Purchasing packaging equipment for a new facility or a new project can be time consuming, expensive and even confusing if the process is a new one to the purchaser. With many different options available even within individual machine categories, a lack of experience and knowledge can make it difficult to choose the best equipment for the job. Unfortunately, for many just starting to package a product, be it a distilled spirit, bottled water, shampoo or any other product, terms like overflow principle, spindle capper and induction sealer probably do not hold a whole lot of meaning. Packaging machinery manufacturers can help new packagers with this task, but the analysis of packaging needs should not stop at simply choosing the correct machine type.
The initial purchase of packaging machinery should always account for the future to save both money and time for the packager. Most start up packagers have an idea of the demands that must be met once production begins. Building a packaging line to meet only these demands, though, will usually be a crucial mistake. The end goal of almost every packager is growth or expansion, additional shelf space or a wider area of circulation. By expecting growth in the future, packaging equipment can be manufactured to allow for such growth and avoid the scenario of owning essentially useless machinery after a year or two. As noted above, the cost of equipment can be a significant expense, especially for automated systems, so a new 420 packaging needs to balance their need for current cash flow against their desire to purchase equipment with a long life expectancy. Luckily, there are several ways to expand the ability of packaging machines without significantly increasing the cost of such machinery.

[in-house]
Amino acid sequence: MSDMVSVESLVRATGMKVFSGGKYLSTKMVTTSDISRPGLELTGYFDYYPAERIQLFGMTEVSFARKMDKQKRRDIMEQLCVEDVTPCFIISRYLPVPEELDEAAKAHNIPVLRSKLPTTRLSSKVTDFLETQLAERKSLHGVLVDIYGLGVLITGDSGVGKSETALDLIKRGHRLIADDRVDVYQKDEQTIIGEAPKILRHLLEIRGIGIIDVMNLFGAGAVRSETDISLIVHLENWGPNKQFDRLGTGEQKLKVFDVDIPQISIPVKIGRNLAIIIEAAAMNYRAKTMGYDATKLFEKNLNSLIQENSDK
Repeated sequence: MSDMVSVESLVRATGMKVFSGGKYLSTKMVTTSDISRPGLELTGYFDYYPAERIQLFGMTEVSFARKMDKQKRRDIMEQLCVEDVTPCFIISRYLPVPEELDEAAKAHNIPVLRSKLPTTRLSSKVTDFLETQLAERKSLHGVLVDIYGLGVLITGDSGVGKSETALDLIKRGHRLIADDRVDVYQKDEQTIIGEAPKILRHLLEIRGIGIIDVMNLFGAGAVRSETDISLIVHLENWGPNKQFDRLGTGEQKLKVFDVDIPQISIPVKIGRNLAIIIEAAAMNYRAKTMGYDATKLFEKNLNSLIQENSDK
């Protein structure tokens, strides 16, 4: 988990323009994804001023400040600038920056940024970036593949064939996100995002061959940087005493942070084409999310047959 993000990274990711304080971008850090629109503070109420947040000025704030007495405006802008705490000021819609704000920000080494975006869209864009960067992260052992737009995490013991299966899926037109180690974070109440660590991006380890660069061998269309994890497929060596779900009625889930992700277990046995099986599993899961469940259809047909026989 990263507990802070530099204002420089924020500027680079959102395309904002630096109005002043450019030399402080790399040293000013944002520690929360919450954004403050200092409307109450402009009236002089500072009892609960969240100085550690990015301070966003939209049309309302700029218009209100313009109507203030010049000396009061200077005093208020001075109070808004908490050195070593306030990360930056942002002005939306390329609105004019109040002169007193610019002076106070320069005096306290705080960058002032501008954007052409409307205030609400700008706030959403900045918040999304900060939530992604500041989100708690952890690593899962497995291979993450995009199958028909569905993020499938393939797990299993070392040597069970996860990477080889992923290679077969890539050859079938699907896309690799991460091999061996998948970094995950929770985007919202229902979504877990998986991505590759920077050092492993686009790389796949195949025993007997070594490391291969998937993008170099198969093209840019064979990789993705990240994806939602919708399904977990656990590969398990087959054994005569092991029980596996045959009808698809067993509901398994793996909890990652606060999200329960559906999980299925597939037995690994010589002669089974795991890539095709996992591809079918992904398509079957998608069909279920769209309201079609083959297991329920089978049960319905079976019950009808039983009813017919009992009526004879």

A few of the things to think about when purchasing packaging machinery and planning for the future:
1. Speed – Of course, the faster a machine can run, the higher the production demands that can be met. One mistake is to purchase packaging equipment that tops out at current demands. For example, a filling machine may be capable of finishing fifty bottles a minute with ten fill heads, which meets current demand for a product. However, by simply adding ports in the tank and fill bar, additional fill heads can be added in the future to accommodate higher demands. In another scenario, a company may purchase a semi-automatic filler to meet low to medium production outputs. This filler can be manufactured on the same frame as an automatic filling machine, allowing the equipment to handle a much higher output in the future if so required.
2. Different Products & Packages – Arguably, almost all packaging machinery is custom manufactured for the project at hand. Different container sizes and shapes, different cap types, product viscosity and other factors all contribute to the way a packaging line is designed. Keep in mind that if you intend to introduce different products, or even different packages for the same product, the existing packaging machinery must be able to handle these additions or a completely new line will be necessary. For example, if a packager starts with a small, one or two ounce bottle but expects to add larger bottle in the future, they should take care to ensure the power conveyor system used has the ability to adjust to handle larger container. The same is true for individual packaging machinery, such as the filler mentioned above, or capping equipment. Each machine can be manufactured to handle a range of sizes rather than merely the initial bottle or container being run.